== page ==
Lately, the news media has been talking about a possible mortgage rate hike that could discourage homebuyers. The Federal Reserve may decide to raise rates before the end of 2015. Fortunately, a new study reveals that home sales will probably remain brisk despite this change.
Although lower loan rates produce significant savings for buyers, they don’t actually cause real estate sales to skyrocket. A New York Federal Reserve Bank study illustrated this fact by calculating the effect of a slightly higher rate.
The FRB economists carried out a survey of potential homebuyers. They found that Americans only become 5 percent less likely to buy homes if they have to pay more interest. The survey instructed people to think about mortgages with fixed rates and 30-year terms when they answered the questions.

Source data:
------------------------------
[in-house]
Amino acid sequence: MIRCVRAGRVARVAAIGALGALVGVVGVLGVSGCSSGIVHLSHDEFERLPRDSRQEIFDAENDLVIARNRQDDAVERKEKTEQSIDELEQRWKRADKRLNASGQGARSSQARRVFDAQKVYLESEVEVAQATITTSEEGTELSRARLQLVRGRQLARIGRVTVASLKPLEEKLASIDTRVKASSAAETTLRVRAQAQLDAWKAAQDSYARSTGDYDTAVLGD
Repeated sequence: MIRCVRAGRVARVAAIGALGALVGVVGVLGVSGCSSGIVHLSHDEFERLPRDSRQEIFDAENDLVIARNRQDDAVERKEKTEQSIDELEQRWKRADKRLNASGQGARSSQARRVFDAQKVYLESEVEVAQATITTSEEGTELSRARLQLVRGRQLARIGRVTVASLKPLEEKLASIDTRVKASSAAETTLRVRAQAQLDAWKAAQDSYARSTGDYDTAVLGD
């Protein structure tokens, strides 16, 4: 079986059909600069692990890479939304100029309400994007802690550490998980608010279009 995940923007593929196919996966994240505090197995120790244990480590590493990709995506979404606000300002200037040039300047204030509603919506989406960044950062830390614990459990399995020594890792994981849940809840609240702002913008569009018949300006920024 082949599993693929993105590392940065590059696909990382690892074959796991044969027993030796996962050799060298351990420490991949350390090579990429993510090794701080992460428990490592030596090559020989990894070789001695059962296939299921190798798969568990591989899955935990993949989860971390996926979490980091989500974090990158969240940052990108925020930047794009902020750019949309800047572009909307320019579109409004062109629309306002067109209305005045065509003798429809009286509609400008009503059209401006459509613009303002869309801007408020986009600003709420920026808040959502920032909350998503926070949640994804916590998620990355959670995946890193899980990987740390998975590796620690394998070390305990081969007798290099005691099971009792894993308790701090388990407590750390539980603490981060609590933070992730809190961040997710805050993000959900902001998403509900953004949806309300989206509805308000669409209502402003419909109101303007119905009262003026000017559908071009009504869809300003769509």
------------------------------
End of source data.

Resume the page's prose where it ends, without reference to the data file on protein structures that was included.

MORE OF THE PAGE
This study’s results also show that people are much more inclined to purchase real estate if they don’t need to save up huge down payments. These findings make sense. We know from experience that it’s far easier for buyers to pay somewhat higher interest rates than to set aside $30,000 or $40,000.
The survey asked people if they were more willing to purchase homes if the minimum down payment was 5 percent rather than 20 percent. Two out of five renters said this would make them more inclined to buy. It also boosted current homeowners’ willingness to move.
Basically, a possible rate hike holds much less importance than the ongoing trend toward lower upfront costs. Some lenders have cut minimum down payments to as little as 3 percent. This will help to ensure that a sellers’ market persists well into 2016.